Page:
Rivals of Chukchansi Tribe make full payment on gaming debt

The Picayune Rancheria of the Chukchansi Indians in California made a full payment on its gaming debt on Thursday, with rival leaders blaming each other for an impasse that had to be resolved in court.

The tribe missed a $12 million payment and one faction made a partial payment of $10 million. When the full payment wasn't made by the end of the grace period, Wells Fargo went to court in New York state and secured an injunction to pay bondholders.

“Our tribal council is ecstatic that we were able to overcome the many obstacles put in our people's way by three former council members determined to sabotage our tribe and our casino," Nancy Ayala, who is the leader of one faction, said in a press release.

"We continue to follow the legal process and abide by the court order to protect the best interests of the tribe. Thanks to the court order, we can ensure that Nancy Ayala is no longer able to unlawfully take money from the tribal government without paying our debts," Reggie Lewis, who is the leader of the other faction, said in his release.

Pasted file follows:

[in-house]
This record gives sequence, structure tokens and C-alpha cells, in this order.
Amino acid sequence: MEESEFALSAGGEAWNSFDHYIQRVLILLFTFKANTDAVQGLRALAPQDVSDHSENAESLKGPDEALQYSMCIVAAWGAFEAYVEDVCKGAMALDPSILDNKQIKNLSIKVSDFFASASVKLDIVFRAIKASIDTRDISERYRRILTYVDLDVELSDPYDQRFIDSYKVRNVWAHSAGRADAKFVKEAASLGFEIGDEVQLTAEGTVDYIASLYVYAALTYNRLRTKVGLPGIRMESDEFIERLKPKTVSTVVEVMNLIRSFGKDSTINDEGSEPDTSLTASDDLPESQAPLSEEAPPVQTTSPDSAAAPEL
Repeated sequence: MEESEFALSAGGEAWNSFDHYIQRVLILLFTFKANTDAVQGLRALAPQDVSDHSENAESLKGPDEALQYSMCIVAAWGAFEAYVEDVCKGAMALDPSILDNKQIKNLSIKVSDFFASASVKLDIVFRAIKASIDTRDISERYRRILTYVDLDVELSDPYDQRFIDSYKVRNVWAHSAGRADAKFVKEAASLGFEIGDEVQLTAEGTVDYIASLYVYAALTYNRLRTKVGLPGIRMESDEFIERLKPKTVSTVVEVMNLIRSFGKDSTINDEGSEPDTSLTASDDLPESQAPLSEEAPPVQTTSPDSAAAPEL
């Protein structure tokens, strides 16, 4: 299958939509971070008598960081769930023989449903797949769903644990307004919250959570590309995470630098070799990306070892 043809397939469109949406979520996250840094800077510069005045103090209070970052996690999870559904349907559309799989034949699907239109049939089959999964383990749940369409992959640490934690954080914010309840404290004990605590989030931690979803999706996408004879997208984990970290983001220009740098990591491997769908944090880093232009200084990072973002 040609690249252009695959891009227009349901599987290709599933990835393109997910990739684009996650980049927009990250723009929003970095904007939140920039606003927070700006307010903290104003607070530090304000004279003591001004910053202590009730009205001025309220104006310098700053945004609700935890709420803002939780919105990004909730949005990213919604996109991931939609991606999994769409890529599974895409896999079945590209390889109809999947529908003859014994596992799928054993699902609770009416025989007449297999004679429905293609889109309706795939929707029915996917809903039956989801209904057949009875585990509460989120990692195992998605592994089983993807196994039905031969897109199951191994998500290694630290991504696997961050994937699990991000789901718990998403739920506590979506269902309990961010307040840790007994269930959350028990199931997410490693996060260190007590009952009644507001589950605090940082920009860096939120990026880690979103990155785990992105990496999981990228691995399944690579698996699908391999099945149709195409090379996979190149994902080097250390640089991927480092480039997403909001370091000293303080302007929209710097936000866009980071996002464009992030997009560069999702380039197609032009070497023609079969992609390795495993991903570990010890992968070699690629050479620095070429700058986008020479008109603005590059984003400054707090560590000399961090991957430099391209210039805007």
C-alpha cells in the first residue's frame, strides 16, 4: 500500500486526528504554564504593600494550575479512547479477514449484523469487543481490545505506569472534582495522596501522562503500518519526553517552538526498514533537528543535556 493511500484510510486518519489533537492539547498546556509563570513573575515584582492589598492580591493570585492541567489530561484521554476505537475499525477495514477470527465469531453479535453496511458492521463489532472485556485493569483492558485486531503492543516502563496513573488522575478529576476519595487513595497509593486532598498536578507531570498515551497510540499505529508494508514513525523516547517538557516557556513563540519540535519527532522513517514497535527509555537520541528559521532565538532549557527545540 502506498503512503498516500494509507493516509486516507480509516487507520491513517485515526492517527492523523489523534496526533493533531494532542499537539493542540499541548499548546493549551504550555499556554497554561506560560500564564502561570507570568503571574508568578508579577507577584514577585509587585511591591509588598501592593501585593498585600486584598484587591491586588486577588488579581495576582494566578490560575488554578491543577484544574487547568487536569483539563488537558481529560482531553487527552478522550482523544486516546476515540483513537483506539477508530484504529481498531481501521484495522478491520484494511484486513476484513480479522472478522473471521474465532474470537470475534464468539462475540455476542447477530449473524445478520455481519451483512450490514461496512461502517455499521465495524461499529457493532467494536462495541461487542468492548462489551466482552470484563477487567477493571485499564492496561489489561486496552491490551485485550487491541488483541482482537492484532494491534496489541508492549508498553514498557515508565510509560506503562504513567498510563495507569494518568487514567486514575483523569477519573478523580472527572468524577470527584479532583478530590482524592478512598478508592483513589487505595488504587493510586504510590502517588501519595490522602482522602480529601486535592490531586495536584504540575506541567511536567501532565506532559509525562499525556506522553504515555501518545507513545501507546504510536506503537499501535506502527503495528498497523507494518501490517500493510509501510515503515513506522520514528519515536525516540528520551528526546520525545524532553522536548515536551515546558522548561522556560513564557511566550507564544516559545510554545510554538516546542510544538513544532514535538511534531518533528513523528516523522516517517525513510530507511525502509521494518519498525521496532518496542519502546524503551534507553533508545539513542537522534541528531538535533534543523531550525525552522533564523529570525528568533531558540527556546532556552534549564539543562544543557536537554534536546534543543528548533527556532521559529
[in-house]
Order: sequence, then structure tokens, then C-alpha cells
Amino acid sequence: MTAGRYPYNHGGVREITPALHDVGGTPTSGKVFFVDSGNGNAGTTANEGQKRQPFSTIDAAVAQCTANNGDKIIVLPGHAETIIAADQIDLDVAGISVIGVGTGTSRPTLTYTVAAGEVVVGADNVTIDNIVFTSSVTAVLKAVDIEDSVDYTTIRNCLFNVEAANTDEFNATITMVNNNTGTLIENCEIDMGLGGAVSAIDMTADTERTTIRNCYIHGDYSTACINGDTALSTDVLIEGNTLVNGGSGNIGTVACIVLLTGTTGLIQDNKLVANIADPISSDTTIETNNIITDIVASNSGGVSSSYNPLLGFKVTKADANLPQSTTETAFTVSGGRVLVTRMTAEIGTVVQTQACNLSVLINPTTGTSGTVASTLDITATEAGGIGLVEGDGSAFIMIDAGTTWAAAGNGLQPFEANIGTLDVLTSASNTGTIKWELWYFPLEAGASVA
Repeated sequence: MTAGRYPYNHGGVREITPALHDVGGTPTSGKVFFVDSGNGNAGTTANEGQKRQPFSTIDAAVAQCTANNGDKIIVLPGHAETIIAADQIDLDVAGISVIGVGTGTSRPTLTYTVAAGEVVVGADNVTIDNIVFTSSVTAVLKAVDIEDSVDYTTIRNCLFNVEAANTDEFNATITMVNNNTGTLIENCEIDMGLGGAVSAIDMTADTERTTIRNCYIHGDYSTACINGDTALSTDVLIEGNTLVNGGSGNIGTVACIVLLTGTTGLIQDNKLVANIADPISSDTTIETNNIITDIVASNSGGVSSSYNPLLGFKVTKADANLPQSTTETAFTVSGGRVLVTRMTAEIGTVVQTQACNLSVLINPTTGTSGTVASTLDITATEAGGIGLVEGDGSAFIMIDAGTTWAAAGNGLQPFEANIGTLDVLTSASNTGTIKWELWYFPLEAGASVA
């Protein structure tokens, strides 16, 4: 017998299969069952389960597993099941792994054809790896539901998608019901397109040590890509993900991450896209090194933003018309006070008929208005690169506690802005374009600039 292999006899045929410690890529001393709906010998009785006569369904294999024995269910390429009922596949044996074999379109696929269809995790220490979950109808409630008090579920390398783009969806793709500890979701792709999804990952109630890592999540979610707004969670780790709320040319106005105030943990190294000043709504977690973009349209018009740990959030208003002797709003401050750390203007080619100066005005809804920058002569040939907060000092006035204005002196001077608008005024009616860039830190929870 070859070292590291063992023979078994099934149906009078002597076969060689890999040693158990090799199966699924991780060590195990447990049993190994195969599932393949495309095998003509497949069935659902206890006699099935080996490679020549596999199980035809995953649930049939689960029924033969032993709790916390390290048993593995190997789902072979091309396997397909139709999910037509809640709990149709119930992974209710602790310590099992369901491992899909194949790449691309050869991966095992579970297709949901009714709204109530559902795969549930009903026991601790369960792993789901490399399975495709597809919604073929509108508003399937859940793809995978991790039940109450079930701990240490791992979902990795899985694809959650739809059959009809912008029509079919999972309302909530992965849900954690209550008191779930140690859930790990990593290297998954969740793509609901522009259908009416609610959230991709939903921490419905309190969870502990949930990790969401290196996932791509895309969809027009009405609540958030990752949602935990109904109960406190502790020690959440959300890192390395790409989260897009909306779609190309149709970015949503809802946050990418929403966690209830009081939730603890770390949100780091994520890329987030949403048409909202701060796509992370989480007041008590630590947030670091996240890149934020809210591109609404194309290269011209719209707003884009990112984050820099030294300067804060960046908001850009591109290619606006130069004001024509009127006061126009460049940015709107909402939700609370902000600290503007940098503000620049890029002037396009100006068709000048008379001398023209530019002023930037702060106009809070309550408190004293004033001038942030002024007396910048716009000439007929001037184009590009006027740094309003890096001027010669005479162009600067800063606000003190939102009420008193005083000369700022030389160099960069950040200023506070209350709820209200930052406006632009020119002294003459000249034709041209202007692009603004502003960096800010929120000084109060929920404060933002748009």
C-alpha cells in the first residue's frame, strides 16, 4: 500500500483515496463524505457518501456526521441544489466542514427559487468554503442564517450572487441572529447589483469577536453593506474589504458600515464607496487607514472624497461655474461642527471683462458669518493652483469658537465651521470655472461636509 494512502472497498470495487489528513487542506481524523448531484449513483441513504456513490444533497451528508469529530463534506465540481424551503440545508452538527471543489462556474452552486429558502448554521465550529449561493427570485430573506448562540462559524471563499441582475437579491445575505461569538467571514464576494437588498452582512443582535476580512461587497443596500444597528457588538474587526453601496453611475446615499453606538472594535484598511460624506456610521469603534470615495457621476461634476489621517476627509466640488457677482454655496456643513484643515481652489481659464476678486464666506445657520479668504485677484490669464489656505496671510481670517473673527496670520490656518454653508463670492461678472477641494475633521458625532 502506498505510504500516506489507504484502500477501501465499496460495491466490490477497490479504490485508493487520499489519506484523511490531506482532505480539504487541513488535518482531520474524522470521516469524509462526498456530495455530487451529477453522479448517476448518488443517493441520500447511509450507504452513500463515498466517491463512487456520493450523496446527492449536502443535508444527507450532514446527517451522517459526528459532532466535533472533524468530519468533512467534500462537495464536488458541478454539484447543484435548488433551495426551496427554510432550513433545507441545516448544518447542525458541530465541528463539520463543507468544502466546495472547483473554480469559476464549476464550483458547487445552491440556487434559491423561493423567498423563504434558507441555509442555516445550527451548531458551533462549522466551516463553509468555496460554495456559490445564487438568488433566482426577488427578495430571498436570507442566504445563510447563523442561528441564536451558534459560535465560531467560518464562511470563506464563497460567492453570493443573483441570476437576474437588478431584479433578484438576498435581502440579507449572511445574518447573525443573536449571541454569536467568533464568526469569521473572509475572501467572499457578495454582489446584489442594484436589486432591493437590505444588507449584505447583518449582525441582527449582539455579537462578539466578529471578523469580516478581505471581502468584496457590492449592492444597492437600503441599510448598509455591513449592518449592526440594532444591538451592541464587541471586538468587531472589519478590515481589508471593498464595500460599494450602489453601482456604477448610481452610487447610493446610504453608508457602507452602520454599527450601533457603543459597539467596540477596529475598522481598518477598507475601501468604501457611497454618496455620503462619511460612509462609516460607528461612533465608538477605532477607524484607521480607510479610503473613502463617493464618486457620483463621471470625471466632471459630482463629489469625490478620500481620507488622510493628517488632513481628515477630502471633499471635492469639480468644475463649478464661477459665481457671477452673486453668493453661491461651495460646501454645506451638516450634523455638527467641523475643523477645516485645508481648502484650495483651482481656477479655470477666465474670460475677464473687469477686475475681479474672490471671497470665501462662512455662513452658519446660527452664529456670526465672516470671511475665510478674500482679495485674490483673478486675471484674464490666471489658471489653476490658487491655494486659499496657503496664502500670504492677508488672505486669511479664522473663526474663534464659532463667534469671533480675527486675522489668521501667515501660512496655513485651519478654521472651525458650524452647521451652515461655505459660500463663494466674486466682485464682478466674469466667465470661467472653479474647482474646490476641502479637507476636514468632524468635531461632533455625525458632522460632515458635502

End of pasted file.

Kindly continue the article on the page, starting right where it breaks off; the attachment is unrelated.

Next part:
The judge's order requires the gaming debt to be paid out of the tribe's account at Rabobank. Lewis had been in control of that account.

The order requires Ayala to transfer money that her faction had been holding in other banks and within the Chukchansi Gold Resort & Casino itself to Rabobank. She has effectively been in control of the facility.

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Chukchansi tribe back on track with casino bond payment (The Fresno Bee 7/26)

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